Within hours of Charlie Parker’s death in 1955 (so the story goes), the graffito “Bird Lives” had begun to materialize on walls and sidewalks around New York City. Nothing that has occurred over the last 40 years would argue against that bold assertion. Indeed, the renewed ascendancy of bebop has amazed even the music’s most ardent traditionalists, as a seemingly endless geyser of wannabeboppers gushes forth, copying and occasionally varying the music that Parker and Dizzy Gillespie discovered and perfected as an alternative to the big-band swing of their mentors. But no art form can truly flourish outside its own time, and bebop remains most persuasive in the hands of those who actually participated in its development. That’s why this Charlie Parker tribute promises more than an overstuffed jam session. Of the three alto saxophonists who will take part, one is a Parker contemporary (James Moody); one adopted and then extended Parker’s achievement (Jackie McLean, rarely heard around here in recent years); and one began crafting a perfect imitation of Parker shortly before Bird’s death (Charles McPherson). Bassist Al McKibbon actually played with Parker, as did drummer Roy Haynes and Chicago’s percussion treasure Wilbur Campbell. The bill also includes Barry Harris, the last disciple of the first great bop pianist, Bud Powell; he’ll share the bench with Willie Pickens, one of the completely qualified “ringers” in this crowd (the others include Chicago bassist Larry Gray, vocalist Lorez Alexandria, and trumpeter Jon Faddis, who, when called on to do so, can sound more like Dizzy than Dizzy). Usually, the sheer bulk of such a lineup threatens to topple a concert into long-winded hyperbole; but the programmers of this one have carefully grouped the artists into distinct units that ought to keep the pacing brisk. The concert takes place two days after the 75th anniversary of Parker’s birth, an event that has spurred celebrations onstage (around the world) and on disc (with Verve Records in particular reissuing a number of Parker anthologies). But this tribute, organized by the Jazz Institute of Chicago, has another function as well: since it takes place the night before the Chicago Jazz Festival weekend in Grant Park, it extends the fest, in effect, to another night and another venue. (Proceeds benefit the JIC, on whose board this writer serves.) Thursday, August 31, 7:30 PM, Merle Reskin Theatre, 60 E. Balbo; 427-3400 or 427-1676.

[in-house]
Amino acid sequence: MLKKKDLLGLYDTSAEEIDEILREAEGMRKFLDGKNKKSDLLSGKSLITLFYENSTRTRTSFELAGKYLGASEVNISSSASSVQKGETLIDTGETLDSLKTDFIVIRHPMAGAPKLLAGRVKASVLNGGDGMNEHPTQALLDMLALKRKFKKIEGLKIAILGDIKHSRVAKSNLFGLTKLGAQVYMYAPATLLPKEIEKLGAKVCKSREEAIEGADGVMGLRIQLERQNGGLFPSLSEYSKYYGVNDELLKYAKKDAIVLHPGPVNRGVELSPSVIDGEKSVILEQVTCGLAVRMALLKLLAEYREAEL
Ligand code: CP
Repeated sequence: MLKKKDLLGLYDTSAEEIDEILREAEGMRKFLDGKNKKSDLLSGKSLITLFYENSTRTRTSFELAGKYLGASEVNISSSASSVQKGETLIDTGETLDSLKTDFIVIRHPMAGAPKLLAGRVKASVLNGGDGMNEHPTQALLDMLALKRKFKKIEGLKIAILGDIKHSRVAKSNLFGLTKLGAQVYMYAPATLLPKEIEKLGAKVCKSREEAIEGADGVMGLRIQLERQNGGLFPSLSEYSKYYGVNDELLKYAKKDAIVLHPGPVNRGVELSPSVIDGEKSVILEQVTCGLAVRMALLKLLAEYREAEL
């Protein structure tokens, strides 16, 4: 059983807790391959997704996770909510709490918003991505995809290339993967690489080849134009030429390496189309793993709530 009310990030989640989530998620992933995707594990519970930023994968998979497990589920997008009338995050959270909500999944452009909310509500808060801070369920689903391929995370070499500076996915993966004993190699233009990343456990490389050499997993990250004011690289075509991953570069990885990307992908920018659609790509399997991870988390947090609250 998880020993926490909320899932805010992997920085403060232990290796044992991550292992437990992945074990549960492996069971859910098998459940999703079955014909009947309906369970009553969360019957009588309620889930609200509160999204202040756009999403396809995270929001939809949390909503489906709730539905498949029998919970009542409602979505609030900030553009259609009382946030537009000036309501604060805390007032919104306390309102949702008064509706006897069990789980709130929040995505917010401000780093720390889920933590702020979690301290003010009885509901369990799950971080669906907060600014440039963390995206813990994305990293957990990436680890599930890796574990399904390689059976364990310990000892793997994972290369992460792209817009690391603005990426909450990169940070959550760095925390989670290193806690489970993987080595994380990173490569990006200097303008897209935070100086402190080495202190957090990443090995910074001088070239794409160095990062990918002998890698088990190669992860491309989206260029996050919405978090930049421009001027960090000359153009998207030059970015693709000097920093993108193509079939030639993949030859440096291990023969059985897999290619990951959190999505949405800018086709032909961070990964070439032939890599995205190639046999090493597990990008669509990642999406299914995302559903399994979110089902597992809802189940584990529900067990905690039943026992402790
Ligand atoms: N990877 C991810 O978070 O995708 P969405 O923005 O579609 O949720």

Art accompanying story in printed newspaper (not available in this archive): Photo/Robbie-Anna Hare.